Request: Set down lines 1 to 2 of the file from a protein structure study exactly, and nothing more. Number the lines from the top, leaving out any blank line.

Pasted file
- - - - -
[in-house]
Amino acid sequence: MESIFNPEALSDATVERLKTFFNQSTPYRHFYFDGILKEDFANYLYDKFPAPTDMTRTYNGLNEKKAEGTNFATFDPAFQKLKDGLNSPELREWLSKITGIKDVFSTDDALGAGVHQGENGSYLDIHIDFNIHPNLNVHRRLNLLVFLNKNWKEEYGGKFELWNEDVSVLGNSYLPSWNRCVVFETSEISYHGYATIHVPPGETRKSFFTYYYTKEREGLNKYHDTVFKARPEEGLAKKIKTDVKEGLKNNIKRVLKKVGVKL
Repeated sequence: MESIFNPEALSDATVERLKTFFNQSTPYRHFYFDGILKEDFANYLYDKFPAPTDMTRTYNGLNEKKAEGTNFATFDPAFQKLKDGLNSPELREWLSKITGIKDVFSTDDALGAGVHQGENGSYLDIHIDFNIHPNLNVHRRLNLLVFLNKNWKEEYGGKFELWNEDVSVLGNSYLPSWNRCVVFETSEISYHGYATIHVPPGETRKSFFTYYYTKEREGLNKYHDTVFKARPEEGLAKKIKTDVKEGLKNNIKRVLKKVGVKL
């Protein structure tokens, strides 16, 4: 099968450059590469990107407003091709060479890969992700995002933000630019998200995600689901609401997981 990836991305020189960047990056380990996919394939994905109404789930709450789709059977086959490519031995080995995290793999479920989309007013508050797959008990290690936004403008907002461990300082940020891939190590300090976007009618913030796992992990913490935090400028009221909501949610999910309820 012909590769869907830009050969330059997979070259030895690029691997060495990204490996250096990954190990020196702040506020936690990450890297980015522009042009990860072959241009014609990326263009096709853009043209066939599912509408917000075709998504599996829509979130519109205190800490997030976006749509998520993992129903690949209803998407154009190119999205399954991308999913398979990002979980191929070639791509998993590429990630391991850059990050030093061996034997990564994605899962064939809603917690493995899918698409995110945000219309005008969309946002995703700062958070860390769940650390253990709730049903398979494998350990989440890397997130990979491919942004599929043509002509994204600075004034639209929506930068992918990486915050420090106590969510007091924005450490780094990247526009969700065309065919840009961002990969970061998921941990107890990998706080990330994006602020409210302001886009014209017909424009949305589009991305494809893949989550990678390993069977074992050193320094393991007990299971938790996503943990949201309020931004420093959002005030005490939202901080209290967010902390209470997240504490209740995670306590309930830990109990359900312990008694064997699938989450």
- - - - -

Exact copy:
[in-house]
Amino acid sequence: MESIFNPEALSDATVERLKTFFNQSTPYRHFYFDGILKEDFANYLYDKFPAPTDMTRTYNGLNEKKAEGTNFATFDPAFQKLKDGLNSPELREWLSKITGIKDVFSTDDALGAGVHQGENGSYLDIHIDFNIHPNLNVHRRLNLLVFLNKNWKEEYGGKFELWNEDVSVLGNSYLPSWNRCVVFETSEISYHGYATIHVPPGETRKSFFTYYYTKEREGLNKYHDTVFKARPEEGLAKKIKTDVKEGLKNNIKRVLKKVGVKL